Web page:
Welcome to The Kansas City Star’s Morning Rush, where we get you ready for the day ahead.
Here’s what you need to know:
Young Kansas girl dies of brain tumor
Nine-year-old Parker Monhollon died Monday night after a year of fighting a brain tumor that came to be known by her family as the “monster.” The family had long documented Parker’s status on social media, amassing hundreds of supporters, Lisa Gutierrez reports. The family shared the news Monday, writing, “7:55pm we lost our baby girl, Parker LeAnn Monhollon! Her legacy began at the same time.”
Bourbon virus victim
The daughter of a woman who died last month said she is frustrated that the Centers for Disease Control and Prevention is not doing more to treat the Bourbon virus, a tick-borne illness. The woman’s mother died with the virus in her system, Andy Marso reports. The virus was named for a farmer from Bourbon County in southeast Kansas who died of the disease in 2014.
Addressing emotional needs in school
Children’s Mercy has partnered with the Blue Valley School District to bring social workers to students, Katy Bergen reports. Officials determined earlier this year that the district needed school social workers to help existing staff address the emotional and social needs of schoolchildren.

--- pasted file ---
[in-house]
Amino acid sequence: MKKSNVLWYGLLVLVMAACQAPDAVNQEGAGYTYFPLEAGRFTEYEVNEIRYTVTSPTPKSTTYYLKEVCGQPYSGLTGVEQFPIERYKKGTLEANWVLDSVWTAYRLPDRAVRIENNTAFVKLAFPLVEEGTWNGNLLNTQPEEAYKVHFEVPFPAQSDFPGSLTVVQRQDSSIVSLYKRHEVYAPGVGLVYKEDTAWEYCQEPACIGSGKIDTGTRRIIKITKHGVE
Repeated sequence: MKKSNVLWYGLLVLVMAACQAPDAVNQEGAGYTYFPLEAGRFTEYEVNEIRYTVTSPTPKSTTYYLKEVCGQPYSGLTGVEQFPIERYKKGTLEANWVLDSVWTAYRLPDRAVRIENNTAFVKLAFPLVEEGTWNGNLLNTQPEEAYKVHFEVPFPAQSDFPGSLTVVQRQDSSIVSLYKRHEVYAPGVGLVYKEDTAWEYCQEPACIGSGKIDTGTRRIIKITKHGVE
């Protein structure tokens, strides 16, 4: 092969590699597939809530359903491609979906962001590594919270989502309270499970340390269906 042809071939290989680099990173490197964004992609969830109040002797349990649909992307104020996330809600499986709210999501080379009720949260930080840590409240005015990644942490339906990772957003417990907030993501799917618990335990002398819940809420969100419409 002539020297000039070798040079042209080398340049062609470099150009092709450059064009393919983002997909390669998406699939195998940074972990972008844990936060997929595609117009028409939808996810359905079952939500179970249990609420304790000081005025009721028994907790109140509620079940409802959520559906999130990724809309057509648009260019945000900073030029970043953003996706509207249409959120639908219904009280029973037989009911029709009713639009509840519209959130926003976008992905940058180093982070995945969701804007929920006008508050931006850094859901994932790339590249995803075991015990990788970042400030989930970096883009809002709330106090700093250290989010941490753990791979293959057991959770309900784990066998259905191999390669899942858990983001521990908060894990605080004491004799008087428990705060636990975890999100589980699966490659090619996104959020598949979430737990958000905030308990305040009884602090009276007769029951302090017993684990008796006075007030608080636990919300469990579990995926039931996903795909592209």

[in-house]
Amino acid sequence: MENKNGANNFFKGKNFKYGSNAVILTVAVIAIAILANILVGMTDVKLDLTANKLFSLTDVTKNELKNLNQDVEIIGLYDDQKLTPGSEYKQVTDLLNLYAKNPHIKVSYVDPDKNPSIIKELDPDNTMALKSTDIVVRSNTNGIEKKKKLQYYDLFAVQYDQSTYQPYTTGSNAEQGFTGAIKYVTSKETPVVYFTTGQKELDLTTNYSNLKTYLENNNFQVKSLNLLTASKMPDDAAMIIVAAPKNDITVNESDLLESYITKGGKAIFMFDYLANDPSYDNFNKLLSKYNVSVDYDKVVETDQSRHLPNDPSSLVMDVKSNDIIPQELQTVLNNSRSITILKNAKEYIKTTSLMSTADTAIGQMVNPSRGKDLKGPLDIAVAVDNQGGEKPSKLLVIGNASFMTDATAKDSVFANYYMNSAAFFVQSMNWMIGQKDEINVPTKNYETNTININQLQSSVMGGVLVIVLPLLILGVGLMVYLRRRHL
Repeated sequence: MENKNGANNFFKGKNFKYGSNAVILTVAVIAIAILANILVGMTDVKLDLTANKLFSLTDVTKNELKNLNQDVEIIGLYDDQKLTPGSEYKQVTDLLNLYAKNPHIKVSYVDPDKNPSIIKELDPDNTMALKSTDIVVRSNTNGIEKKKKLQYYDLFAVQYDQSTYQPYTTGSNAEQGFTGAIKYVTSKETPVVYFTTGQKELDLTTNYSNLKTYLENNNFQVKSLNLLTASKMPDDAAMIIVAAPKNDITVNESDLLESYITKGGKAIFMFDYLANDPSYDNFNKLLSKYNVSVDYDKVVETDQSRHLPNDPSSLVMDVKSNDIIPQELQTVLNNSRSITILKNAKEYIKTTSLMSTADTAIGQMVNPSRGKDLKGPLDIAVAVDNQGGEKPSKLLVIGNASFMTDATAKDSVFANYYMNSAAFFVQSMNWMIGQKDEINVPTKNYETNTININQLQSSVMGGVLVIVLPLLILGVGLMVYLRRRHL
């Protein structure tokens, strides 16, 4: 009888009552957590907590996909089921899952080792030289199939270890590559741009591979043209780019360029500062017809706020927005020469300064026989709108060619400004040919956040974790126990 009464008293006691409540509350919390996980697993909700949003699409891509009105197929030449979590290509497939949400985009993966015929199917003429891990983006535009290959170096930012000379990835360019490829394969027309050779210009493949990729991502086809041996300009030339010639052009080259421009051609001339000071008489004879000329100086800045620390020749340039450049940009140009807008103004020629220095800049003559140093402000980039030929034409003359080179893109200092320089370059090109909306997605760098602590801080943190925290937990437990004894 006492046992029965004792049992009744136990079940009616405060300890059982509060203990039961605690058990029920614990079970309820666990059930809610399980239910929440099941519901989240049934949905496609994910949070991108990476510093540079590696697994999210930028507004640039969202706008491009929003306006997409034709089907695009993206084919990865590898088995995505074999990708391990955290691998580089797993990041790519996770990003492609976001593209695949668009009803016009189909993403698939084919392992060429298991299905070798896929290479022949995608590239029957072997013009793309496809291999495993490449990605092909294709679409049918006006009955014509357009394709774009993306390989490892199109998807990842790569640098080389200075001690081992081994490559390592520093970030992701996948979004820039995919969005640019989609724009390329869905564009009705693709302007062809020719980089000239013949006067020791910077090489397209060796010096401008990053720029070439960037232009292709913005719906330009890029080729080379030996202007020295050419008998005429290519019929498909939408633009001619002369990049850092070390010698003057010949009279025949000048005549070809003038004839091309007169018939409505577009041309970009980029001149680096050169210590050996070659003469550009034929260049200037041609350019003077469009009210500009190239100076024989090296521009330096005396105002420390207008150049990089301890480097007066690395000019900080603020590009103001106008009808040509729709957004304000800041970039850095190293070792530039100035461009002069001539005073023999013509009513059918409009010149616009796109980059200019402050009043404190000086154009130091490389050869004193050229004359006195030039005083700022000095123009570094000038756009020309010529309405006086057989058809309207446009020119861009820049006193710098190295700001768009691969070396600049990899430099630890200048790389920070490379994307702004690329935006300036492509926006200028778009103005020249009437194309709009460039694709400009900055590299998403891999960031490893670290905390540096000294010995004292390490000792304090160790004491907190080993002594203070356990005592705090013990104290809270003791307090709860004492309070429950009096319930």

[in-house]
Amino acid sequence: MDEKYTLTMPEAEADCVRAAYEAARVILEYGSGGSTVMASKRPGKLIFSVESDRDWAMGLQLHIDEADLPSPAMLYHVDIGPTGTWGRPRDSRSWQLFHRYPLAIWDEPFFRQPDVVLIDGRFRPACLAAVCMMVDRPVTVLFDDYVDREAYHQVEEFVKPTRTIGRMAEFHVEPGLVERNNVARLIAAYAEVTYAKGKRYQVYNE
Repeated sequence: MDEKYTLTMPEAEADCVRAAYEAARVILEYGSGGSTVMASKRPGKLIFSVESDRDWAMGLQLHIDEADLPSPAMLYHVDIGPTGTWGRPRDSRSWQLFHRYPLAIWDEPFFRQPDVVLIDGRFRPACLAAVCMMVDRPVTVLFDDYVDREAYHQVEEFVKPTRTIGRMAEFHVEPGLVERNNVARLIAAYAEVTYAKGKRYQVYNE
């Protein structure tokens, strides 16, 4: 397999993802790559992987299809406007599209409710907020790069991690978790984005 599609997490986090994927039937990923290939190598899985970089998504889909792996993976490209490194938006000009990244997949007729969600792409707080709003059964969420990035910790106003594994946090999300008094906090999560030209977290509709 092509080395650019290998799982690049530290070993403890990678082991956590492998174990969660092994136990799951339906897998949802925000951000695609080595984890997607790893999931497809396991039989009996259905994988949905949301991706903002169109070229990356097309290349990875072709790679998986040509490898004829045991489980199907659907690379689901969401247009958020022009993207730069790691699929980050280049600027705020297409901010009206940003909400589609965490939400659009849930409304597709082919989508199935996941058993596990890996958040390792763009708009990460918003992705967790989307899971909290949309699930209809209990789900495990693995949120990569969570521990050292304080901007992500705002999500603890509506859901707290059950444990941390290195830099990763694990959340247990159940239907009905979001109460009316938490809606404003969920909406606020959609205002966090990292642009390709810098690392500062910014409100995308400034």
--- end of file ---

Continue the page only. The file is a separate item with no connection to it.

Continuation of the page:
Chiefs’ silence on GM turnover raises questions
The Chiefs made a logical and smart move in promoting Brett Veach to general manager, Vahe Gregorian writes, but the team’s success over the past years was an argument for continuity. And the team’s conducting the personnel change largely in secrecy raises questions. Chiefs owner Clark Hunt has been mum ever since issuing a few mechanical sentiments for a news release.
Follow James B. Nutter’s lead
The Star’s editorial board writes action must be taken to encourage home ownership for minorities. James B. Nutter, Sr., a mortgage lender in KC who died last week, helped people of all backgrounds to own a home. That stance should be applied still, especially after news that African-American home ownership suffered the most in the recession and has yet to recover.